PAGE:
WASHINGTON (AP) — Diane Murray struggled with her decision all the way up to Election Day.
But when the time came, the 54-year-old Georgia Democrat cast a ballot in last week’s Republican primary for Secretary of State Brad Raffensperger. While state law allowed her to participate in either party’s primary, she said it felt like a violation of her core values to vote for the Republican. But it had to be done, she decided, to prevent a Donald Trump -backed “election denier” from becoming the battleground state’s election chief.
“I feel strongly that our democracy is at risk, and that people who are holding up the big lie, as we call it, and holding onto the former president are dangerous to democracy,” said Murray, who works at the University of Georgia. “I don’t know I’ll do it again because of how I felt afterward. I just felt icky.”
Raffensperger, a conservative who refused to support the former president’s direct calls to overturn the 2020 election, probably would not have won the May 24 Republican primary without people like Murray.
An Associated Press analysis of early voting records from data firm L2 found that more than 37,000 people who voted in Georgia’s Democratic primary two years ago cast ballots in last week’s Republican primary, an unusually high number of so-called crossover voters. Even taking into account the limited sample of early votes, the data reveal that crossover voters were consequential in defeating Trump’s hand-picked candidates for secretary of state and, to a lesser extent, governor.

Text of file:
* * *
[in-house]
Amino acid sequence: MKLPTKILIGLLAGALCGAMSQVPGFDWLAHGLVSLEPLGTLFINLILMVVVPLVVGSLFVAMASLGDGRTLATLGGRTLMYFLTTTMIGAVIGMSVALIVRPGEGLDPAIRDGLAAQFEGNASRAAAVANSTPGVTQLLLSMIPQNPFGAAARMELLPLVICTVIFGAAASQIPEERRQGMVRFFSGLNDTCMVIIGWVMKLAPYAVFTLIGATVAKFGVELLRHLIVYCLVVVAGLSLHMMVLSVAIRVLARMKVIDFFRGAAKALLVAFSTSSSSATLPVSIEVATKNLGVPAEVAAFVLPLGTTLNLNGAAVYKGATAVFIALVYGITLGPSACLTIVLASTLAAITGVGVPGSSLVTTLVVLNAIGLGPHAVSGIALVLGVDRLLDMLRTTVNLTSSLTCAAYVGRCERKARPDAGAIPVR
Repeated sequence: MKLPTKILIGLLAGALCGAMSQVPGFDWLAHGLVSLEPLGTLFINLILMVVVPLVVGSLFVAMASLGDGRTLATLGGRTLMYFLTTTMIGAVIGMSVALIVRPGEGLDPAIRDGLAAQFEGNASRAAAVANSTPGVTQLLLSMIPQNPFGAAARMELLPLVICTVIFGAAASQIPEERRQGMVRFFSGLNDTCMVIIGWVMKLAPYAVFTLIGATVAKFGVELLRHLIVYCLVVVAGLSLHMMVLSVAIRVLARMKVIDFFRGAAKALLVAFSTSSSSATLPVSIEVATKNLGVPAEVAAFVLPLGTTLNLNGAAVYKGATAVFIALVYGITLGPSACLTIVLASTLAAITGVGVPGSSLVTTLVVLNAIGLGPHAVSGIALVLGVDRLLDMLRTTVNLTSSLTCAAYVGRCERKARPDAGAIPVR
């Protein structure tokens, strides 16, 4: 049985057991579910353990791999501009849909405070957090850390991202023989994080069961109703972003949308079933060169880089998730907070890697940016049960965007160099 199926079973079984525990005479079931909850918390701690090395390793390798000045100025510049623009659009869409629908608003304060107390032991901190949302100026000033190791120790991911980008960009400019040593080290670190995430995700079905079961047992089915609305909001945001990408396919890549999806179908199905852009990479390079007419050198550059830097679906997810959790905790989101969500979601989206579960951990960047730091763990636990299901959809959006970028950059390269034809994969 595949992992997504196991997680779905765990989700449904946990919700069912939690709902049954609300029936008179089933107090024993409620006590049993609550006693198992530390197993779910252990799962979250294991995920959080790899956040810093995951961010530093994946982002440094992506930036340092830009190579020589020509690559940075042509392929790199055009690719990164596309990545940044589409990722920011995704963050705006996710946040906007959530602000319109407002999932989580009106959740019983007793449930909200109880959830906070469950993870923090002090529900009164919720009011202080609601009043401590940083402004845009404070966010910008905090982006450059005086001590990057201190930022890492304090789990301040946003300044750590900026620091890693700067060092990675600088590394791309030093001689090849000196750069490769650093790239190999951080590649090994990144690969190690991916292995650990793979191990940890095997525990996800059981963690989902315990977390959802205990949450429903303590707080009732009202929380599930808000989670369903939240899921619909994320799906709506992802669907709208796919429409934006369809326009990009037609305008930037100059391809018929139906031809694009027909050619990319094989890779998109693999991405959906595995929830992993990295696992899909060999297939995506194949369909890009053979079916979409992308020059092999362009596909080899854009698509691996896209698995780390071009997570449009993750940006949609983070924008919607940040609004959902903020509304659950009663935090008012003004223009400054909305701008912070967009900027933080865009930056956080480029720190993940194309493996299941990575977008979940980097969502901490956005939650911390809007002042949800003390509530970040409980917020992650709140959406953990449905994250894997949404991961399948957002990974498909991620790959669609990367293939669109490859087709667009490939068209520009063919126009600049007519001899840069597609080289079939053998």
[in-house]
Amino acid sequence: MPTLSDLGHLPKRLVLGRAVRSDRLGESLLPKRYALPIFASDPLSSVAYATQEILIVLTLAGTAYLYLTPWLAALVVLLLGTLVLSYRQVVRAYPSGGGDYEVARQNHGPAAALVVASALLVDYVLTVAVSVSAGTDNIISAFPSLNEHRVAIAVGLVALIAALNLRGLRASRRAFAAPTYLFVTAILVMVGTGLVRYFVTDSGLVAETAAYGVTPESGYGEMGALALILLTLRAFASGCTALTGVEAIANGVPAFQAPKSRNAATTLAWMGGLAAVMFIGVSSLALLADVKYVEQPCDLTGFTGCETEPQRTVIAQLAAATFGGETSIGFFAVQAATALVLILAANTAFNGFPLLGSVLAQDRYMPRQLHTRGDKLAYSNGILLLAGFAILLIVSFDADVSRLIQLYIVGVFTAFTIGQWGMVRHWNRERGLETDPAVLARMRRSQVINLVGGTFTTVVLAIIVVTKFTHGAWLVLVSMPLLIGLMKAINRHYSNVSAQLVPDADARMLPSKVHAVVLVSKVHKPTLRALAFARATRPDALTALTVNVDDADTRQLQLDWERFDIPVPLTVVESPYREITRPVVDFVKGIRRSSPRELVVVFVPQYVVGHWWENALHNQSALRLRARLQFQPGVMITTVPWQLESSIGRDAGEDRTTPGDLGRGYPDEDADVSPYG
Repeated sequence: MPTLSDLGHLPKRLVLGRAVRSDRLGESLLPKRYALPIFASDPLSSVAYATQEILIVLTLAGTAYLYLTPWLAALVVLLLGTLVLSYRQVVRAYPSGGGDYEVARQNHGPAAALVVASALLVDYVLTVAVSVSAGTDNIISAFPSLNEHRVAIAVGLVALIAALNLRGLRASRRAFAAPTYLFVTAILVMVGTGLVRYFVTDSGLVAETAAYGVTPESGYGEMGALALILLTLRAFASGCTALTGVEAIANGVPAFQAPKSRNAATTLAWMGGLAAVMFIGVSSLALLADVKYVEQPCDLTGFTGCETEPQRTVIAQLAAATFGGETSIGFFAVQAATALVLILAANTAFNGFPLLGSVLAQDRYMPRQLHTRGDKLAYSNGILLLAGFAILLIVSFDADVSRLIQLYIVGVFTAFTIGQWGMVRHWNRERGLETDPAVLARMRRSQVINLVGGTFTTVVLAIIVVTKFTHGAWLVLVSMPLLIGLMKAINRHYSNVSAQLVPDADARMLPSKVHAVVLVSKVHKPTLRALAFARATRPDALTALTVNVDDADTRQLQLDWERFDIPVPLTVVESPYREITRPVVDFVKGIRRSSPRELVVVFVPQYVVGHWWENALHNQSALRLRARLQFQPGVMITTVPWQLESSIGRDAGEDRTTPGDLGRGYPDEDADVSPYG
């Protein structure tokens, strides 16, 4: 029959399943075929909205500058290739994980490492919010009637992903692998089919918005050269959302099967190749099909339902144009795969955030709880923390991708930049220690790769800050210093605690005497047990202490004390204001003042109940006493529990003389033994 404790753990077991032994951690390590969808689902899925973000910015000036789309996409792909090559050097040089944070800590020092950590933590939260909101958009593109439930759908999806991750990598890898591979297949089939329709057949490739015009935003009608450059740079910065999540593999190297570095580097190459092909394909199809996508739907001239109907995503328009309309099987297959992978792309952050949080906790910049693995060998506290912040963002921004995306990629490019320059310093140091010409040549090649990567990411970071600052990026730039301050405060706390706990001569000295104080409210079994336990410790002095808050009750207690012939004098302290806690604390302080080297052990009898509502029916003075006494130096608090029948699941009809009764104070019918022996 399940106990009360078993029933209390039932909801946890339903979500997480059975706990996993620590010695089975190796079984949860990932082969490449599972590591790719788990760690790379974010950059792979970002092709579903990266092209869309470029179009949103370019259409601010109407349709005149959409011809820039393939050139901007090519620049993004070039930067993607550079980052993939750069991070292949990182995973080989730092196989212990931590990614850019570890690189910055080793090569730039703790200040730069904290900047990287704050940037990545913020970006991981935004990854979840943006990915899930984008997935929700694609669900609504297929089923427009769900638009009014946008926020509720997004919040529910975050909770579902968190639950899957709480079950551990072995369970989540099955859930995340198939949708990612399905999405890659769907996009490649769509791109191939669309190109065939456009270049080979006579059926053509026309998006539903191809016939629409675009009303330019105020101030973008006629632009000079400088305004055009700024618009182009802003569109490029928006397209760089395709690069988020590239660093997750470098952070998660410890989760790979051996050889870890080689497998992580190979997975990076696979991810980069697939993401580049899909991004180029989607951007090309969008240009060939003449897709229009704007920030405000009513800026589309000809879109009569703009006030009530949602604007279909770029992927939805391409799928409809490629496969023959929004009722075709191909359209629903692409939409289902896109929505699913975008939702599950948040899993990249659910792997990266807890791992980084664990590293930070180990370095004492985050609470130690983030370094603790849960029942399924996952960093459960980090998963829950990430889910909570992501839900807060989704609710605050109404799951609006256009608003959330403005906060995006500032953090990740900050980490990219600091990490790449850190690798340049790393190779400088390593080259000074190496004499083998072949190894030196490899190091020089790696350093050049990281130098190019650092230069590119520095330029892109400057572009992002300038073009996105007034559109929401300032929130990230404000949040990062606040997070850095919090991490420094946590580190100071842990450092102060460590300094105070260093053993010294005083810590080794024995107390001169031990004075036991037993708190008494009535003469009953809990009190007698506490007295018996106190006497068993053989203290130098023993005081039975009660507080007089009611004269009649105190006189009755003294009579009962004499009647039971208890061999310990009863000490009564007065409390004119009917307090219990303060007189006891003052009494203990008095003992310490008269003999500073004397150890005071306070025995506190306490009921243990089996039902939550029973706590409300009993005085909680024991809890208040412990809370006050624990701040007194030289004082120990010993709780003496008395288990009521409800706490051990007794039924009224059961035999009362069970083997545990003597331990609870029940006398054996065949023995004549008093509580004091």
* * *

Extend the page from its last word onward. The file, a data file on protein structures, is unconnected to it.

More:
Gov. Brian Kemp did not ultimately need Democrats in his blowout victory against his Trump-backed opponent, but Raffensperger probably did. The Republican secretary of state cleared the 50% threshold required to avoid a runoff election by just over 27,000 votes, according to the latest AP tallies. Based on early voting data alone, 37,144 former Democrats voted in the Republican primary. The total number of crossovers including Election Day votes, set to be revealed in the coming weeks, may be even higher.
Crossover voting, also known as strategic voting, is not exclusive to Georgia this primary season as voters across the political spectrum work to stop Trump-backed extremists from winning control of state and federal governments. The phenomenon is playing out in multiple primary contests, sometimes organically and sometimes in response to a coordinated effort by Trump’s opponents.
While Trump railed against the practice over the weekend, there is nothing inherently wrong with crossover voting. Dozens of states make it legal and easy for voters to participate in either party’s primary. And there are several isolated incidents of both parties engaging in strategic voting over the years.